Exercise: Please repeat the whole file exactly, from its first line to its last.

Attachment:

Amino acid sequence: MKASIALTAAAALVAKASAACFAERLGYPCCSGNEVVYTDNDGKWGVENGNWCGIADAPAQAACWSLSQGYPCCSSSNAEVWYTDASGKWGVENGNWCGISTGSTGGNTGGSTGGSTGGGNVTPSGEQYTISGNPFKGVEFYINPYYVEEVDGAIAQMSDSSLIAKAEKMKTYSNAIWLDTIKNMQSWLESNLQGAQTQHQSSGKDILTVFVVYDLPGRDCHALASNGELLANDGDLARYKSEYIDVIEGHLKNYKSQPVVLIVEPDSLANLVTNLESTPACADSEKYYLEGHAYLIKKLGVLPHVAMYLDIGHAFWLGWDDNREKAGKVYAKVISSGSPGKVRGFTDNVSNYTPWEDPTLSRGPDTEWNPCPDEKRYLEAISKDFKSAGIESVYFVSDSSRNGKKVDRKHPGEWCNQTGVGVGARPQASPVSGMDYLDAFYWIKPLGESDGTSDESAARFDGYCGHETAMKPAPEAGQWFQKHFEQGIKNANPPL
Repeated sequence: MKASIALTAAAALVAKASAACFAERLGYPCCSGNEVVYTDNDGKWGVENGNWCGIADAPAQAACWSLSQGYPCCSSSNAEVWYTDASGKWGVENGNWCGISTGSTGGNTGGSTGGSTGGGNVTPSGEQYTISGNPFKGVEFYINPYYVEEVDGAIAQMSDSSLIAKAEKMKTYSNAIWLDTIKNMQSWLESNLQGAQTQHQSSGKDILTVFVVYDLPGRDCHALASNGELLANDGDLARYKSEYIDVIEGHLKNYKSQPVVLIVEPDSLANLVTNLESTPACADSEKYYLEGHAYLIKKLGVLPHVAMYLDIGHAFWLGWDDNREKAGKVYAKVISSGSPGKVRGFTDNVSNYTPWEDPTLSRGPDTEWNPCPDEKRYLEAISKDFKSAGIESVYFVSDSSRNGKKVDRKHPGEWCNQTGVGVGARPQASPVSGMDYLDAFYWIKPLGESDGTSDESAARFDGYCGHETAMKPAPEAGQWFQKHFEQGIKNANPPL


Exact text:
Amino acid sequence: MKASIALTAAAALVAKASAACFAERLGYPCCSGNEVVYTDNDGKWGVENGNWCGIADAPAQAACWSLSQGYPCCSSSNAEVWYTDASGKWGVENGNWCGISTGSTGGNTGGSTGGSTGGGNVTPSGEQYTISGNPFKGVEFYINPYYVEEVDGAIAQMSDSSLIAKAEKMKTYSNAIWLDTIKNMQSWLESNLQGAQTQHQSSGKDILTVFVVYDLPGRDCHALASNGELLANDGDLARYKSEYIDVIEGHLKNYKSQPVVLIVEPDSLANLVTNLESTPACADSEKYYLEGHAYLIKKLGVLPHVAMYLDIGHAFWLGWDDNREKAGKVYAKVISSGSPGKVRGFTDNVSNYTPWEDPTLSRGPDTEWNPCPDEKRYLEAISKDFKSAGIESVYFVSDSSRNGKKVDRKHPGEWCNQTGVGVGARPQASPVSGMDYLDAFYWIKPLGESDGTSDESAARFDGYCGHETAMKPAPEAGQWFQKHFEQGIKNANPPL
Repeated sequence: MKASIALTAAAALVAKASAACFAERLGYPCCSGNEVVYTDNDGKWGVENGNWCGIADAPAQAACWSLSQGYPCCSSSNAEVWYTDASGKWGVENGNWCGISTGSTGGNTGGSTGGSTGGGNVTPSGEQYTISGNPFKGVEFYINPYYVEEVDGAIAQMSDSSLIAKAEKMKTYSNAIWLDTIKNMQSWLESNLQGAQTQHQSSGKDILTVFVVYDLPGRDCHALASNGELLANDGDLARYKSEYIDVIEGHLKNYKSQPVVLIVEPDSLANLVTNLESTPACADSEKYYLEGHAYLIKKLGVLPHVAMYLDIGHAFWLGWDDNREKAGKVYAKVISSGSPGKVRGFTDNVSNYTPWEDPTLSRGPDTEWNPCPDEKRYLEAISKDFKSAGIESVYFVSDSSRNGKKVDRKHPGEWCNQTGVGVGARPQASPVSGMDYLDAFYWIKPLGESDGTSDESAARFDGYCGHETAMKPAPEAGQWFQKHFEQGIKNANPPL